As Taz described it, populist, deliberative democracy (or PDD) is not regular old democracy. Rather, in the criminal justice context it involves all “social groups,” including convicted offenders, in deliberations that take place in multiple venues, with the expectation that “compromise rather than domination” will occur. He contrasts this type of democracy with “raw populism” that is not deliberative and that tends to be based on less information about competing interests. Although Taz did not think PDD would by itself result in less reliance on incarceration, he does marshal some strong evidence that it could move the country in that direction. Continue reading "Democracy as a Cause of and a Solution for Hyper-Incarceration"
Timing is everything. I started reading Crime, Surveillance and Communities in the midst of the unrest in Ferguson, Missouri. The community north of St. Louis was the site of civil unrest in the wake of the shooting of Michael Brown, an unarmed black teenager. I could say that Prof. Capers’ article, which explores the use of technological surveillance as a mechanism to police the police, is prescient. However, given the number of such shootings, especially those that have risen to national attention, I would instead describe the article as a thoughtful effort to assess how technology might be used to assist and address interactions between police and community members, especially interracial interactions. Let me explain.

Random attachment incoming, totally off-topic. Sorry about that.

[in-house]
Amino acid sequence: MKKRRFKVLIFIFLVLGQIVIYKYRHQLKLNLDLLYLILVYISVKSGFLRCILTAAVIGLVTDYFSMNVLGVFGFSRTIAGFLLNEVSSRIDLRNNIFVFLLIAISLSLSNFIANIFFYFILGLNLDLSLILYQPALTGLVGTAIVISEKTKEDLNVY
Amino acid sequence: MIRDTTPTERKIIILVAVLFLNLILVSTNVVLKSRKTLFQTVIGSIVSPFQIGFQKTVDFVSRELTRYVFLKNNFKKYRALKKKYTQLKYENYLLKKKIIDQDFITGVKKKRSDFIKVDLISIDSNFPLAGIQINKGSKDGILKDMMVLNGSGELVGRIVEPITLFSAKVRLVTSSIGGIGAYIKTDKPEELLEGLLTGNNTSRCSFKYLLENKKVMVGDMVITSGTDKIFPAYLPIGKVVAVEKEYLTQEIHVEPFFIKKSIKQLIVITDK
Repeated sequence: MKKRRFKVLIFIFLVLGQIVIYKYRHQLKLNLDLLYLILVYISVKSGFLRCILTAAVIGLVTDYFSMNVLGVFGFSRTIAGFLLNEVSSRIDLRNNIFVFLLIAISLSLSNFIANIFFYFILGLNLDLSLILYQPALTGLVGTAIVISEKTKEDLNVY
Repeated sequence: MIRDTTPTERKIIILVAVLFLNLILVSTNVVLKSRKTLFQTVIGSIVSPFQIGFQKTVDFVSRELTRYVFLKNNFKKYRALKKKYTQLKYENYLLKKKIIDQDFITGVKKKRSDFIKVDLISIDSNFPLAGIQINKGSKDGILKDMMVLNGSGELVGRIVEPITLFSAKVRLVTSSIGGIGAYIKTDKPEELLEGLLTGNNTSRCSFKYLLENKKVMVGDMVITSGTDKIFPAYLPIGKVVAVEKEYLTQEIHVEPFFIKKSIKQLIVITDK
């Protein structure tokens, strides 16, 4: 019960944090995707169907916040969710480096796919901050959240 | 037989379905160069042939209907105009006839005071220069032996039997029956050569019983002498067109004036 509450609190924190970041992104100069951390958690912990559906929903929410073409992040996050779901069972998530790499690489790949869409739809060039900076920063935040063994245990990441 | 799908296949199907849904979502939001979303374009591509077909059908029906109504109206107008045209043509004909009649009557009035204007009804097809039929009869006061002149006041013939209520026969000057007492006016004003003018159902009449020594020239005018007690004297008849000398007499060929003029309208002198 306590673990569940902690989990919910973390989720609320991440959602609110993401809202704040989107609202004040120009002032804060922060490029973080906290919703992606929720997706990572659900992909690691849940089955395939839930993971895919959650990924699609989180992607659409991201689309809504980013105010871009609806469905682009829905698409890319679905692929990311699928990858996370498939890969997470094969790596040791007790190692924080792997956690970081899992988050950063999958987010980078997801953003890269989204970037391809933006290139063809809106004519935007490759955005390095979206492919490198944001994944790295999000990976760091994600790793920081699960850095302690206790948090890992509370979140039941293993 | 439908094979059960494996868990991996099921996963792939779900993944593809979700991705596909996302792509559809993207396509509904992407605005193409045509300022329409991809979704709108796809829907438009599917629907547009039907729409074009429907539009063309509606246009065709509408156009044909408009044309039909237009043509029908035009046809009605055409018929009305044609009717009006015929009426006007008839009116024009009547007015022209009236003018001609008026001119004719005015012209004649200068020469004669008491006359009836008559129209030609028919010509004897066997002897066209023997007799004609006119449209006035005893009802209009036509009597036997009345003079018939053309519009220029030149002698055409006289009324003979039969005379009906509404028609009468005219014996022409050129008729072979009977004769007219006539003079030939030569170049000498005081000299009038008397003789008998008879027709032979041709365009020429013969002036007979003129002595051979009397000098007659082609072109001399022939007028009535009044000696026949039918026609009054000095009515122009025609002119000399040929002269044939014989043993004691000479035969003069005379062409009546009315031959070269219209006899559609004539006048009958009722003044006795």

Capers argues that because the Fourth Amendment does protect some actions in public from technological surveillance, reasonable privacy intrusions must be balanced with the public good. Thus, technological surveillance in public is legitimate only so long as the surveillance is reasonable. Capers begins by introducing the many ways in which surveillance technology is already being used to watch our public movement and activities, be it through video cameras, biometric technology, zoom and movement capabilities, license plate readers, car trackers, CCTV, facial recognition technology, or apps. All of these, he says, combine to amount to “warrantless mass surveillance.” Thus, the Big Brother possibility, and the Foucauldian panoptican, are already a part of our lives. (P. 964.) Continue reading "Crime, Surveillance, and Communities"